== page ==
Facundo_chapter_3

Facundo_chapter_3 - I A SSOCIATION ~ " C HAPTER I II...

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I 73 " ~ CHAPTER III Association Le Gaucho vit de privation, mais son luxe est la liberte. Fier d'une independance sans bornes, ses sentiments, sauvages comme sa vie, soot pourtant nobles e bons. Head l The Pulperia In the first chapter, we left the Argentine peasant at the moment when he reaches manhood, exactly as nature and the lack ofa true society have shaped him. We have seen him as a man independent of all need, free of all subjection, with no idea of government, since all regular and sys- tematic order becomes wholly impossible. With these habits of indo- lence, of independence, he enters another phase of rural life, which, though common and ordinary, is the starting point for all the great events we will see develop very shortly. It should not be forgotten that I am speaking of an essentially pas- toral people; that I take up their fundamental physiognomy, leaving aside the lesser modifications they experience, to indicate these partial effects at the proper time. I am speaking here ofthe association among estancias, which, distributed more or less four leagues apart, cover the area ofa province. The agricultural countryside also subdivides and spreads out society, but on a greatly reduced scale: one farmer lives next to another, next to the fum tools and the multitude ofinstruments, harnesses, animals that 72 ASSOCIATION he uses. The variety of products and the different skills that agriculture calls to its aid establish a necessary relationship between the inhabitants of a valley and make indispensable a rudimentary town to serve as their center. Moreover, the attention and daily chores that farmwork de- mands require so many hands that leisure becomes impossible, and the men are compelled to remain on their own inherited land. The exact opposite happens in this singular kind ofassociation. Property limits are not marked; the more livestock there is, the fewer hands it occupies; the women take care of all the domestic chores and crafts; the men are left unemployed, without pleasures, without ideas, without business to attend to; domestic home life annoys them, or let us say they reject it. There is a need, then, for a fictitious society to remedy this norm ofdis- sociation. The habit ofriding on horseback, acquired since early child- hood, is one more stimulus for leaving the home. Boys have the job ofdriving the horses out ofthe corral scarcely has the sun come up, and all the males, even the little ones, saddle up their horses, even ifthey don't know what to do next. The horse is an inte- gral part ofthe rural Argentine; it is for him what the cravat is for those who live in the bosom ofthe cities. In 1841, El Chacho, a caudillo ofthe plains, emigrated to Chile. 2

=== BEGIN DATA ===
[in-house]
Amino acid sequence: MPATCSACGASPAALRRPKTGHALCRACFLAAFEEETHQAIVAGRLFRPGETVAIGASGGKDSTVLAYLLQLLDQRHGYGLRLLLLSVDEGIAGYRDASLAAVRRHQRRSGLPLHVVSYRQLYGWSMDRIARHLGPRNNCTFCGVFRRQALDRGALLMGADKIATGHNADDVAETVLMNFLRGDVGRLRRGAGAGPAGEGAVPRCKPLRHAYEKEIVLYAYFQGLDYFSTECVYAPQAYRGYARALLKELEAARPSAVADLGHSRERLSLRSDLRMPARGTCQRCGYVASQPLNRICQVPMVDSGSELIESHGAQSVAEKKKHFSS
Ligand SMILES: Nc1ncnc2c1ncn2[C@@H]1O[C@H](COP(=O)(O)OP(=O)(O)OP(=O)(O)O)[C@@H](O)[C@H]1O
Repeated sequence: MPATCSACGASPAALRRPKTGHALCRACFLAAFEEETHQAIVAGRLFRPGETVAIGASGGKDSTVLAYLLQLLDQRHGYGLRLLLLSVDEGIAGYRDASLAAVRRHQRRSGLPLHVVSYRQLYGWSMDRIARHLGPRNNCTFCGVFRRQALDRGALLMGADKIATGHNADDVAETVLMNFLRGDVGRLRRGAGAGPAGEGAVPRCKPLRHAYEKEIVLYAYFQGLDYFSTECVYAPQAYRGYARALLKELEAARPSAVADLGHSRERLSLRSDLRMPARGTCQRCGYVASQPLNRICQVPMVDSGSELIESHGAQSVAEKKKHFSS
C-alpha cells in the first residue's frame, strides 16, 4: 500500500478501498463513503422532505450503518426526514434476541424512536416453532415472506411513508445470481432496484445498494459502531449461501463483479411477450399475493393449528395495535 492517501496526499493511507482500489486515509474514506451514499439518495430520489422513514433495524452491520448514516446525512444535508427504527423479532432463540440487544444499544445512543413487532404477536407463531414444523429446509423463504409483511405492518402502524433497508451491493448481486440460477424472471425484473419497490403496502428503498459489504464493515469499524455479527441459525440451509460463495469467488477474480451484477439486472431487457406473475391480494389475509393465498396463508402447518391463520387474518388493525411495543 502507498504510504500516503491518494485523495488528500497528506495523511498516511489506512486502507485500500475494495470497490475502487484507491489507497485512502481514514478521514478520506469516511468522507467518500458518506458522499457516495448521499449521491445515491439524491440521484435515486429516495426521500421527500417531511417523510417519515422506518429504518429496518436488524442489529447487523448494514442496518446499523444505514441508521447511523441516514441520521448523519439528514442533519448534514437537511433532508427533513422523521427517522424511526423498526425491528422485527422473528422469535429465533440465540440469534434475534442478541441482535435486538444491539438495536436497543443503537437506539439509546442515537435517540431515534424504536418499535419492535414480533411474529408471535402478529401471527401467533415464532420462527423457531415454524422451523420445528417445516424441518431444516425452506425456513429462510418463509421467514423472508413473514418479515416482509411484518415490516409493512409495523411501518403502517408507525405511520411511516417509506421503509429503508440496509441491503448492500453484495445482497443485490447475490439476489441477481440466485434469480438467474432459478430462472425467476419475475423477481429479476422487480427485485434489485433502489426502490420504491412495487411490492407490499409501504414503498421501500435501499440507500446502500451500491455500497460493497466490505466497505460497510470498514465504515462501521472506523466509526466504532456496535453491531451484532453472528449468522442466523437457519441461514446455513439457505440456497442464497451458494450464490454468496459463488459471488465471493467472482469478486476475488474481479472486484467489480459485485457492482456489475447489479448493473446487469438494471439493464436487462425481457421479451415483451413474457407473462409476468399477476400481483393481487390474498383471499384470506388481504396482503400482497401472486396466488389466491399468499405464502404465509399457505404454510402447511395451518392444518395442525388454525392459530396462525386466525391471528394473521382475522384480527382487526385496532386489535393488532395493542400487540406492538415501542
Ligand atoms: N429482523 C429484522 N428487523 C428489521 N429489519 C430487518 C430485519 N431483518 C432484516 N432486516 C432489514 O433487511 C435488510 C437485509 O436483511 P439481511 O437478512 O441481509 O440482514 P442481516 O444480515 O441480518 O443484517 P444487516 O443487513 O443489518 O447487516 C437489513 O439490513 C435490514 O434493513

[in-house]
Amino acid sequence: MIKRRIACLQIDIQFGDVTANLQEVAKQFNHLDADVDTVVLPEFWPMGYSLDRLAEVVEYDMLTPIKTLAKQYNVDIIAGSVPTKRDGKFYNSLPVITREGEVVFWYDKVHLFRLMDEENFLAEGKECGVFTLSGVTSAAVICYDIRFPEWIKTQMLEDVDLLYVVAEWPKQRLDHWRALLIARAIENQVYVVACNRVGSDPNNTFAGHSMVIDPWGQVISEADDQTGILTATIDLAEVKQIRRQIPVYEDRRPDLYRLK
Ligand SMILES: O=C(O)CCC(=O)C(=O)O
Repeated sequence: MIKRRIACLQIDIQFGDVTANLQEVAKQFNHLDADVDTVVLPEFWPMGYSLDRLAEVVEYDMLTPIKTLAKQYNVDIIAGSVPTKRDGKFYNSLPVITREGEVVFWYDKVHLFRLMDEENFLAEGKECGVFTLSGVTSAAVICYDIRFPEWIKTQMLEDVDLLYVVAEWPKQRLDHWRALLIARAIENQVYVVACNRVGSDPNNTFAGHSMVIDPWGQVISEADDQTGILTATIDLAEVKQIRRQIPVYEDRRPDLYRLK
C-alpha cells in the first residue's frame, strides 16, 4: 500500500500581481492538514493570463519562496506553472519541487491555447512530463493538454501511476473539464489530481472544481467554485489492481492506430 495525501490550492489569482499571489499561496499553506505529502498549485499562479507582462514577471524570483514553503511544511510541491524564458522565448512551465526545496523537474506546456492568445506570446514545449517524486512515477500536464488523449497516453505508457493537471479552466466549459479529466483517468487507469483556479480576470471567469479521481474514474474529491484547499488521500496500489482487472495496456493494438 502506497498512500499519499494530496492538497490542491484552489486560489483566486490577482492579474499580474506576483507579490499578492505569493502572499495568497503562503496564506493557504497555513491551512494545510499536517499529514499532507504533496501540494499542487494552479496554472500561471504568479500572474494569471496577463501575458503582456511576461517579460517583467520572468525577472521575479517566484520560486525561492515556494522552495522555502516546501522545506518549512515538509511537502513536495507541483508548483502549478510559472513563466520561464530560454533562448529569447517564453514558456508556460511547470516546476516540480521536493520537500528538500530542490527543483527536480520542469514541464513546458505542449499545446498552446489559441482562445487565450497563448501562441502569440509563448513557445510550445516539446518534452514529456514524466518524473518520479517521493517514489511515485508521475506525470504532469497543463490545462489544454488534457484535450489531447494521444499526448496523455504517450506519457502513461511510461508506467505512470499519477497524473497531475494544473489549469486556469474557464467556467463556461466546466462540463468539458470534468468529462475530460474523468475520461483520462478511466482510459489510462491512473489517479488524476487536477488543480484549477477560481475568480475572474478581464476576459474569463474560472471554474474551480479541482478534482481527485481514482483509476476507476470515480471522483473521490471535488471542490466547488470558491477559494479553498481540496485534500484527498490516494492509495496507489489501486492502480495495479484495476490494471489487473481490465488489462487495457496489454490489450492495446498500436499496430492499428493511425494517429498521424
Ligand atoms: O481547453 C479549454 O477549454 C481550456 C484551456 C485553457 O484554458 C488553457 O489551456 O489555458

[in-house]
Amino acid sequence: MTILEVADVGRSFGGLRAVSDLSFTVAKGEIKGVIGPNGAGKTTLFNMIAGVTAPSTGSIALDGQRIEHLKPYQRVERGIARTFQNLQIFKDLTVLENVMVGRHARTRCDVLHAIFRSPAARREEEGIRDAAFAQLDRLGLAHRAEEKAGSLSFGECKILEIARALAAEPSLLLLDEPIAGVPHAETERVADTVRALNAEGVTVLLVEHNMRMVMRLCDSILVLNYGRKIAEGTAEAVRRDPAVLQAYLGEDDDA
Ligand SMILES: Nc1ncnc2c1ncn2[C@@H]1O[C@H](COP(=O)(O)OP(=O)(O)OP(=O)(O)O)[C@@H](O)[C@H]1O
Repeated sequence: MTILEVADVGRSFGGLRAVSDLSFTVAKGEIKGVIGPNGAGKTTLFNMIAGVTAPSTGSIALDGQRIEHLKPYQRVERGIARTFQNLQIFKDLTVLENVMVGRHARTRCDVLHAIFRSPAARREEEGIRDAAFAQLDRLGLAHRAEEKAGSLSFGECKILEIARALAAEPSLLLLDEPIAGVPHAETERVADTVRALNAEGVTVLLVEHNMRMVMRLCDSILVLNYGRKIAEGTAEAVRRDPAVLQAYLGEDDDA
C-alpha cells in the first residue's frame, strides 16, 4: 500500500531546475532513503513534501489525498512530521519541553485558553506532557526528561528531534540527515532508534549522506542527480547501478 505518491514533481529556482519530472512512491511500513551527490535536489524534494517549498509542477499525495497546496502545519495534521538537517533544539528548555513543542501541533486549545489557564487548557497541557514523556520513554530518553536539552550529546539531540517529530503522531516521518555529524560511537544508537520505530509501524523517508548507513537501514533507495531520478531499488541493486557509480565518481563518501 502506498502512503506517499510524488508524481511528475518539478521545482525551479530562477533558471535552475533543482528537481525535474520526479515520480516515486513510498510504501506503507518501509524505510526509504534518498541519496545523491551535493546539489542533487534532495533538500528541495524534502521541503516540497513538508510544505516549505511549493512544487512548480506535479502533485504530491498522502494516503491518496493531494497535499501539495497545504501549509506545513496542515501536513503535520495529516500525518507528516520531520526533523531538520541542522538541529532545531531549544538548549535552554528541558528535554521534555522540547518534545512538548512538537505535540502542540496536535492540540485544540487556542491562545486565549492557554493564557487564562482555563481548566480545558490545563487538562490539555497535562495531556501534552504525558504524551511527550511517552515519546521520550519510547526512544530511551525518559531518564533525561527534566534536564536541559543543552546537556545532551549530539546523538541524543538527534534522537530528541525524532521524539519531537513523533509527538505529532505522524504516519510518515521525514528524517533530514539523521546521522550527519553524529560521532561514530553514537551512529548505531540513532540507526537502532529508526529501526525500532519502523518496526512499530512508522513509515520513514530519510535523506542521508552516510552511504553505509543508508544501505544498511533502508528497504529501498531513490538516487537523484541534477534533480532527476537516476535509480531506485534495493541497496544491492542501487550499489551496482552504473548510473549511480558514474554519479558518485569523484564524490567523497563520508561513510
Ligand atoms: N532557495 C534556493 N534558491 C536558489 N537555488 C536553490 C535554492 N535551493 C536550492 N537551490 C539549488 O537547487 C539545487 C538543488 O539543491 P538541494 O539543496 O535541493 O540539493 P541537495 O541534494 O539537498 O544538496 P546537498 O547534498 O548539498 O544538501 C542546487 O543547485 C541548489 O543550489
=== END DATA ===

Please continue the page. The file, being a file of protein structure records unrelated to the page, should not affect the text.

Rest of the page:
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This note was uploaded on 08/30/2011 for the course LAH 2020 taught by Professor Victoruribe during the Fall '11 term at FIU.

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Facundo_chapter_3 - I A SSOCIATION ~ " C HAPTER I II...

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